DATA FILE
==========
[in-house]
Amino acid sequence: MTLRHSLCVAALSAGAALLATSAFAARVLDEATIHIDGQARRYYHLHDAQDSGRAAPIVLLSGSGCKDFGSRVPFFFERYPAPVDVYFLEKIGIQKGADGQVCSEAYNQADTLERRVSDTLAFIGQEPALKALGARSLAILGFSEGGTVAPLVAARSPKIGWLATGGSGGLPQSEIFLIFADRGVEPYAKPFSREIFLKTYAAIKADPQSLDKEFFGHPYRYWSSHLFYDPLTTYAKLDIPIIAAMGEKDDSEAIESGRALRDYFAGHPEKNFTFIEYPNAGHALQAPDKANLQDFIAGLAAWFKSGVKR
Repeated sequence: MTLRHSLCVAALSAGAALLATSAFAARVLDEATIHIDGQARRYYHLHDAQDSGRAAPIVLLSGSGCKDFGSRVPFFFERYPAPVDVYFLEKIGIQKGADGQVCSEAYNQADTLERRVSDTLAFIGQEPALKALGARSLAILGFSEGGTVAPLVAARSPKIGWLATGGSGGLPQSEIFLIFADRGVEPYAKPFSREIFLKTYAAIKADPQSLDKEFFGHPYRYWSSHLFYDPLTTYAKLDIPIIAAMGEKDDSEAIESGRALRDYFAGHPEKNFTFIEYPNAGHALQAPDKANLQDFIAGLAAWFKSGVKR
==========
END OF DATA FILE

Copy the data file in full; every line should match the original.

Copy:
[in-house]
Amino acid sequence: MTLRHSLCVAALSAGAALLATSAFAARVLDEATIHIDGQARRYYHLHDAQDSGRAAPIVLLSGSGCKDFGSRVPFFFERYPAPVDVYFLEKIGIQKGADGQVCSEAYNQADTLERRVSDTLAFIGQEPALKALGARSLAILGFSEGGTVAPLVAARSPKIGWLATGGSGGLPQSEIFLIFADRGVEPYAKPFSREIFLKTYAAIKADPQSLDKEFFGHPYRYWSSHLFYDPLTTYAKLDIPIIAAMGEKDDSEAIESGRALRDYFAGHPEKNFTFIEYPNAGHALQAPDKANLQDFIAGLAAWFKSGVKR
Repeated sequence: MTLRHSLCVAALSAGAALLATSAFAARVLDEATIHIDGQARRYYHLHDAQDSGRAAPIVLLSGSGCKDFGSRVPFFFERYPAPVDVYFLEKIGIQKGADGQVCSEAYNQADTLERRVSDTLAFIGQEPALKALGARSLAILGFSEGGTVAPLVAARSPKIGWLATGGSGGLPQSEIFLIFADRGVEPYAKPFSREIFLKTYAAIKADPQSLDKEFFGHPYRYWSSHLFYDPLTTYAKLDIPIIAAMGEKDDSEAIESGRALRDYFAGHPEKNFTFIEYPNAGHALQAPDKANLQDFIAGLAAWFKSGVKR